Jonathan Tiernan-Locke blamed biological passport anomaly on binge drinking session

Jonathan Tiernan-Locke claims in his defence against doping case that he drank over 33 units of alcohol in one night

Jonathan Tiernan-Locke wins overall, Tour of Britain 2012, stage eight

Jonathan Tiernan-Locke said that an anti-doping blood sample taken from him in September 2012 showed anomalies due to a heavy binge-drinking session in Bristol, during which he claims to have consumed over 33 units of alcohol.

The details of Tiernan-Locke's defence in his anti-doping case have been published by the UK Anti-Doping Agency as part of its decision against the former Team Sky and Endura rider.

News that Tiernan-Locke had been banned for two years due to abnormalities in his anti-doping biological passport data was announced in July. He was subsequently stripped of his 2012 Tour of Britain title and result from 2012 World Championship road race. He is ineligible to race until December 31, 2015.

Tiernan-Locke's anti-doping hearing took place over July 1-2 2014, with the decision on the case made on July 15. The violation related to a sample obtained on September 22 2012 - his first as part of the biological passport programme - whilst Tiernan-Locke was still riding for the Endura team but after he had been offered a two-year contract with Team Sky, on September 20. The day following the test, on September 23, he rode for Great Britain in the World Championships road race and finished 19th.

After taking further blood and urine samples from Tiernan-Locke over a five-month period and then comparing these values to the original sample, it was concluded by the UCI in September 2013 that the first sample had an abnormally high level of red blood cells (haemoglobin) and abnormally low level of reticulocytes (immature red blood cells). These factors are strong indicators of the use of banned blood booster EPO or blood transfusion.

Tiernan-Locke's defence, including expert evidence from Dr Kingsley Hampton, argued that he had taken part on a celebratory drinking session on September 20, two days before the test samples were taken, during which he consumed over 33 units of alcohol over a six hour period, including nearly two bottles of wine, and several glasses of gin and vodka.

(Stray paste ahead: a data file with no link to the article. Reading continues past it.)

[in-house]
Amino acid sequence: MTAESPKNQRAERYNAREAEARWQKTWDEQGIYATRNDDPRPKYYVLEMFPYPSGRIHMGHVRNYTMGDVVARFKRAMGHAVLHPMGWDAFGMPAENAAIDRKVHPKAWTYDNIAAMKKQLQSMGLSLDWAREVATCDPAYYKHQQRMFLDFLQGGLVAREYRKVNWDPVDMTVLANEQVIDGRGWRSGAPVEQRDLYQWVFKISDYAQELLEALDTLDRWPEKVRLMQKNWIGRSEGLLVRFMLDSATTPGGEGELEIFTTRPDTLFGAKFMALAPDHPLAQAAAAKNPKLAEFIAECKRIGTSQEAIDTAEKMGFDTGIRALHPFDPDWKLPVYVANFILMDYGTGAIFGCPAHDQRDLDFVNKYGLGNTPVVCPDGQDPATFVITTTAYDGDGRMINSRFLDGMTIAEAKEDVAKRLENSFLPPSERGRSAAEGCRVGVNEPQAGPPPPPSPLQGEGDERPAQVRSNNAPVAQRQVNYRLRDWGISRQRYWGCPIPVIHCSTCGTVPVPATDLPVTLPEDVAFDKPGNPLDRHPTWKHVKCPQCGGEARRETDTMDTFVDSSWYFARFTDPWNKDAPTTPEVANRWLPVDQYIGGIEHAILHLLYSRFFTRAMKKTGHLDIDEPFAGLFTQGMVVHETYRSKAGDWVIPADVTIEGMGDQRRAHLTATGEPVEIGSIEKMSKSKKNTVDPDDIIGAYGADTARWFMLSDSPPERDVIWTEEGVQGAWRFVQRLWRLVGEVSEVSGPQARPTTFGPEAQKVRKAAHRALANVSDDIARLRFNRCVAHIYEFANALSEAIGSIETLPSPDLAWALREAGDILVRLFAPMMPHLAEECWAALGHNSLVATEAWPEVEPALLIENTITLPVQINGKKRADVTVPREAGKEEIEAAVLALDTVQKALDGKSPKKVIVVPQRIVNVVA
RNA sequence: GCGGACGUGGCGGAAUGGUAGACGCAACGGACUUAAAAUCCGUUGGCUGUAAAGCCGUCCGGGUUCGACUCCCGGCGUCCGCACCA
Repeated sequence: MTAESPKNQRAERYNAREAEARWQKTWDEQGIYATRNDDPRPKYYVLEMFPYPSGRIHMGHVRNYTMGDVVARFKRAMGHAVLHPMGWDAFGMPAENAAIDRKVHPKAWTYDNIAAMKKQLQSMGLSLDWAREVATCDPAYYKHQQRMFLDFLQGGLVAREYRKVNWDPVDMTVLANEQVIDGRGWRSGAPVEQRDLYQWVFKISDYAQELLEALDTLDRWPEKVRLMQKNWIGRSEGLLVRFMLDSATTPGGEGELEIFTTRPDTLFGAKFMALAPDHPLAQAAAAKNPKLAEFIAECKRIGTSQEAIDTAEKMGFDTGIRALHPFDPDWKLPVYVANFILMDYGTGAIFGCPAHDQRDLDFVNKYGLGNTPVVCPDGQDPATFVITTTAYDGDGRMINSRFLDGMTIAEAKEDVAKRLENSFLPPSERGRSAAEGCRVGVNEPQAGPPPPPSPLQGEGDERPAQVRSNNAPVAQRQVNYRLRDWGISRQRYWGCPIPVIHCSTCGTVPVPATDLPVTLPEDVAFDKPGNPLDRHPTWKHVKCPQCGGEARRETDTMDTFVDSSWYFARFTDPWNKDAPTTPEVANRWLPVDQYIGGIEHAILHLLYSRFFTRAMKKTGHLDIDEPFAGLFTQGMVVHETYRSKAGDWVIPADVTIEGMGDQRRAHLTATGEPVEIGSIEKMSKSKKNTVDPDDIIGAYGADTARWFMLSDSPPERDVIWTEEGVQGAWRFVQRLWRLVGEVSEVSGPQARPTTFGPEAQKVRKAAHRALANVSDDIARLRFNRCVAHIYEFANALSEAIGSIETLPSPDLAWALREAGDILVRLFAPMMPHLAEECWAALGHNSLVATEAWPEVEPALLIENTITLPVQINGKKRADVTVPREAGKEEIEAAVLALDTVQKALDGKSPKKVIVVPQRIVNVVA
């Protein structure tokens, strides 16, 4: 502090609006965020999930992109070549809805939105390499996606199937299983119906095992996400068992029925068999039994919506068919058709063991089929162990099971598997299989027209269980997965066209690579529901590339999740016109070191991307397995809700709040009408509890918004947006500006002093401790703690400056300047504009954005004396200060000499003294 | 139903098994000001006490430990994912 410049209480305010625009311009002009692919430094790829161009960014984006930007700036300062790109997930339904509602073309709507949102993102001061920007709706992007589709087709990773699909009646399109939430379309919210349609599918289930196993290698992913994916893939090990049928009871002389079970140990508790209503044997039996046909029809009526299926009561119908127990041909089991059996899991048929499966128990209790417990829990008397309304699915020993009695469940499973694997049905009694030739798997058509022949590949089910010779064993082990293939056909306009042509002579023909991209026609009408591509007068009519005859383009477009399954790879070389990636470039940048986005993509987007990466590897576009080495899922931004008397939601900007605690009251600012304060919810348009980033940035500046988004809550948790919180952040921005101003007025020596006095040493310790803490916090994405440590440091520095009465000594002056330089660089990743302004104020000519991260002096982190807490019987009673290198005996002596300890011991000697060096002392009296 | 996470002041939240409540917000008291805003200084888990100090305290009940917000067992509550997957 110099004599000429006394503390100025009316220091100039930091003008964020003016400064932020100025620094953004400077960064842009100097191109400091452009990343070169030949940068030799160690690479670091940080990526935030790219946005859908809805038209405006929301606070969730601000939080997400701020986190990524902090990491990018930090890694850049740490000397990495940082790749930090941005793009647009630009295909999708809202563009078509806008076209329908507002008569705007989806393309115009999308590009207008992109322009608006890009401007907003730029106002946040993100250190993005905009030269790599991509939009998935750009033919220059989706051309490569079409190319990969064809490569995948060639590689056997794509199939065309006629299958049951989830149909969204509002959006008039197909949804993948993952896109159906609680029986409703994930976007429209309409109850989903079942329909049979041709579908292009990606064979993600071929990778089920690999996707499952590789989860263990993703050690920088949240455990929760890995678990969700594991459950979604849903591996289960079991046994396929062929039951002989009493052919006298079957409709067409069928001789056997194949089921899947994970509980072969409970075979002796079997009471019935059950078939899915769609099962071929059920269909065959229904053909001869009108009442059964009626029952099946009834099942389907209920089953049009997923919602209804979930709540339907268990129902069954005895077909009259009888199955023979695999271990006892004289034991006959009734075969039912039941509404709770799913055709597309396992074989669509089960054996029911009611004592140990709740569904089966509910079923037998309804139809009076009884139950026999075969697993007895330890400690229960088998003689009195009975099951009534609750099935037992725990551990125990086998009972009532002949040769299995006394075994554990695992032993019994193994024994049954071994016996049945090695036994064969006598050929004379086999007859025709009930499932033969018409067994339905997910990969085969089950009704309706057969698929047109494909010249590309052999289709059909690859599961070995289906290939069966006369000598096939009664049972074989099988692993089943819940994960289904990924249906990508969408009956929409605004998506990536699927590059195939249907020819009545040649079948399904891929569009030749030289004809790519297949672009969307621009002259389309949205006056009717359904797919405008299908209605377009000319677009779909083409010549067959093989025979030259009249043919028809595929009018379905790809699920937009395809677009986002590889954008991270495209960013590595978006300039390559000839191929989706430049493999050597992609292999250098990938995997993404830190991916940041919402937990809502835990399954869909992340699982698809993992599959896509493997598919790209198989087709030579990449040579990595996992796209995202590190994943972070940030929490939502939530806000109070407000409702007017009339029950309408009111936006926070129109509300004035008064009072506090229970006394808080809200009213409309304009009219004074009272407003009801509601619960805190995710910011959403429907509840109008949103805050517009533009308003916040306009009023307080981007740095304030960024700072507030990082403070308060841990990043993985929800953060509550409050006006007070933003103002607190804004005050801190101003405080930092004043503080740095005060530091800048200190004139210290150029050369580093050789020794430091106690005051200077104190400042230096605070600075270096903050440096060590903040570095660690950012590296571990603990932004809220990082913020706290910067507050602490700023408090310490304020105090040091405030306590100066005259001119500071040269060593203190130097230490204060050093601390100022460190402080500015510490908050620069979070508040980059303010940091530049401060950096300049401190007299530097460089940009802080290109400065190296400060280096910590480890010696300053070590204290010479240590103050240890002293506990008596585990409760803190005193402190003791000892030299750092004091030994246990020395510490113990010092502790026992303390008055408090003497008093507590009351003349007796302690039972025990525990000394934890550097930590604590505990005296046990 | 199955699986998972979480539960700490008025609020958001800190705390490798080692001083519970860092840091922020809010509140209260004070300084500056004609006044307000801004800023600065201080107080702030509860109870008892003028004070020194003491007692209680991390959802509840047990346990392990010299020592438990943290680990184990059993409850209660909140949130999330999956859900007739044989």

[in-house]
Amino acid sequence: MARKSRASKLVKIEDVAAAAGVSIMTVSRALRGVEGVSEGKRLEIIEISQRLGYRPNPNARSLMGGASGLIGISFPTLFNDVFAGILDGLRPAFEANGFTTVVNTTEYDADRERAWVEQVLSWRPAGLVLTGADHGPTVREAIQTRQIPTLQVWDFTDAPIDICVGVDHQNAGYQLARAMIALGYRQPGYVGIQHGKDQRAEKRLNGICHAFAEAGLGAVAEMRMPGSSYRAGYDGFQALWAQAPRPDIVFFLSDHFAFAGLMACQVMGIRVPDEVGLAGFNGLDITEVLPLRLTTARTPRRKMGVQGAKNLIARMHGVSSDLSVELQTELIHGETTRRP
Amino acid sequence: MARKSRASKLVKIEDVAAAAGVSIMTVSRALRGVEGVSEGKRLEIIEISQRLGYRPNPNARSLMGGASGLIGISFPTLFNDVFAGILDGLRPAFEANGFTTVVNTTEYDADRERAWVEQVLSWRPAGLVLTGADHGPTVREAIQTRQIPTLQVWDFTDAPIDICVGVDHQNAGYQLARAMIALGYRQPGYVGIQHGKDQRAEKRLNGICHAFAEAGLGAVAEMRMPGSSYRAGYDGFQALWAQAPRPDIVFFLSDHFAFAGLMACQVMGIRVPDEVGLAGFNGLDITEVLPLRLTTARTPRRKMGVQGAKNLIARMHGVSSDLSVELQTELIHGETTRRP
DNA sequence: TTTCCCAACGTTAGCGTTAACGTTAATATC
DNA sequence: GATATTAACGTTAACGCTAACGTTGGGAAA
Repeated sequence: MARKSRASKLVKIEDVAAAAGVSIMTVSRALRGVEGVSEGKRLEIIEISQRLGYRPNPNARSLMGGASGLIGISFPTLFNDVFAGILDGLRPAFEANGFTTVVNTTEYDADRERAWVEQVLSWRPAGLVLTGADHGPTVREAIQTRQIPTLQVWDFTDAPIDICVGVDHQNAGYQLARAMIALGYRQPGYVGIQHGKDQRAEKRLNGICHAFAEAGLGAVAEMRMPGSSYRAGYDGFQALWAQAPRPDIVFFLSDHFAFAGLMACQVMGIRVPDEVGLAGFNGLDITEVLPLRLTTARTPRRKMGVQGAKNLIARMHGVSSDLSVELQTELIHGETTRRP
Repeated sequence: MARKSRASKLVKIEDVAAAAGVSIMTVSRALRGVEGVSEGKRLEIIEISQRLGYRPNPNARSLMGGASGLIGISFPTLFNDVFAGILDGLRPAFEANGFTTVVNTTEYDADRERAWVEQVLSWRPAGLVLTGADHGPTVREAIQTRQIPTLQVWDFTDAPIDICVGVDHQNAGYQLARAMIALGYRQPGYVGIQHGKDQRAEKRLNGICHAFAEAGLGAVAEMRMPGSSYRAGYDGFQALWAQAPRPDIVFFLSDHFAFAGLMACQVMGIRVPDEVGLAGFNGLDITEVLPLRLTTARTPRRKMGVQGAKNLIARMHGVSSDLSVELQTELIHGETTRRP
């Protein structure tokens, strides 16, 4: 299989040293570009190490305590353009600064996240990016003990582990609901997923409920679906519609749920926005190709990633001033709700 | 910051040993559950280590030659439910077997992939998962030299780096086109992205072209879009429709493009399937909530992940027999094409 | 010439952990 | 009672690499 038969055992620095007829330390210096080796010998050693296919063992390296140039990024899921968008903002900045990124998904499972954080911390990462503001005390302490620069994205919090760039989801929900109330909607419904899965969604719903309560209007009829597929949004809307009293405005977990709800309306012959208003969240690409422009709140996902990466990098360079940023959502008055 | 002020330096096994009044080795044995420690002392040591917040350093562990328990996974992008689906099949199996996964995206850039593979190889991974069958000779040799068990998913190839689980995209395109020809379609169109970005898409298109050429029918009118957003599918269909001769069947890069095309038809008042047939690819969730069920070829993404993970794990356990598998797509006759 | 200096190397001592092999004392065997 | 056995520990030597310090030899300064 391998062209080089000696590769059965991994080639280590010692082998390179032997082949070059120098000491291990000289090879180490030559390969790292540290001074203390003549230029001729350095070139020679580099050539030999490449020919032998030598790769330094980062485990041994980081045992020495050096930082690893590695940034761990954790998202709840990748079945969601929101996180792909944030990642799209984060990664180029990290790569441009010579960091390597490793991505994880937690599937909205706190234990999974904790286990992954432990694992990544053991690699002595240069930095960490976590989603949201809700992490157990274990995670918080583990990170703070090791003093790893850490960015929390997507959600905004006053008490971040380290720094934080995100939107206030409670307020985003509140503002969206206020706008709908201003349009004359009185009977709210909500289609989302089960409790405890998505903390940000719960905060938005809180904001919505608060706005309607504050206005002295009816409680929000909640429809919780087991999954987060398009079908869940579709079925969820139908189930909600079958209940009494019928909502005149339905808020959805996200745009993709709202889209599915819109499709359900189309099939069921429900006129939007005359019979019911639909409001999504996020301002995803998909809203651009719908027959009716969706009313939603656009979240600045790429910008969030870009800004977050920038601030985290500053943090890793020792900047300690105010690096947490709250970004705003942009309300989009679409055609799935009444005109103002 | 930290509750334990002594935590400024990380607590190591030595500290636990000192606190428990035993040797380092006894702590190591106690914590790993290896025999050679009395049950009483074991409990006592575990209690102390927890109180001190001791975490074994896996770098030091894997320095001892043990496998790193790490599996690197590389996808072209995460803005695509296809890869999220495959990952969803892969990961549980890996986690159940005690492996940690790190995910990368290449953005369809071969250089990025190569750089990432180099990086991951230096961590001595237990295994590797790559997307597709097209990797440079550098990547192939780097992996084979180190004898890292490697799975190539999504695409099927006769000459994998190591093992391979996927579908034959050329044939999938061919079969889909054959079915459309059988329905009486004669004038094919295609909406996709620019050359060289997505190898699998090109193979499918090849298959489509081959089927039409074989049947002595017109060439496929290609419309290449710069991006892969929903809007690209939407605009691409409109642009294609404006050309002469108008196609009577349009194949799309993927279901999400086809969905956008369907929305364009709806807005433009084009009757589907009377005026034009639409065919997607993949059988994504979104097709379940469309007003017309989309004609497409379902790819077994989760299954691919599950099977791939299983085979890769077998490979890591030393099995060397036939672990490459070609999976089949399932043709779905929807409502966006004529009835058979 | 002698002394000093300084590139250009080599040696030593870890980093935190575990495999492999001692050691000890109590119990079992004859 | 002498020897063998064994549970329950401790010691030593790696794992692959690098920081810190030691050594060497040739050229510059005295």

Tiernan-Locke was accompanied by his girlfriend during the drinking session, but she could not recall the exact amount of alcohol that Tiernan-Locke had consumed.

Due to feeling unwell the following day as he travelled to Maastricht for the Worlds, Tiernan-Locke did not eat or drink sufficiently leading to dehydration, which it was claimed caused the abnormal blood values.

UK Anti-Doping threw out Tiernan-Locke's explanation, stating:

"Why a professional athlete suffering from a hangover and dehydration should not have drunk any amount of water over 32 hours is not easy to explain. His evidence was that he was well aware of the importance of keeping hydrated, but he says he felt unwell and feared that if he took water it would cause him to vomit. Yet on the morning of 23 September he says he felt back to normal, despite not having drunk any water the previous day, and was then able to train with the team for over three hours. His physical state on 23 September does not appear consistent with a state of severe dehydration.

"We have considerable reservations as to this evidence. We are unable to dismiss as implausible the evidence that Mr Tiernan-Locke did in fact imbibe a substantial amount of alcohol during the evening of 20 September. However we do not accept the evidence that he was in a state of severe dehydration when he gave the blood sample at 0830 on 22 September.

"It is inconceivable that a professional rider, selected for the first time to ride for his country at a senior level in the world championships, would not have ensured that by the time he arrived in the team hotel at Maastricht he was fit to race and had ensured that he had taken on sufficient water to deal with any hangover which he was still experiencing."

Acting for UKAD, Professors Schumacher and D’Onofrio studied Tiernan-Locke's and Dr Hampton's defence and responded that "There is no scientific evidence for a plasma volume reduction after alcohol consumption".

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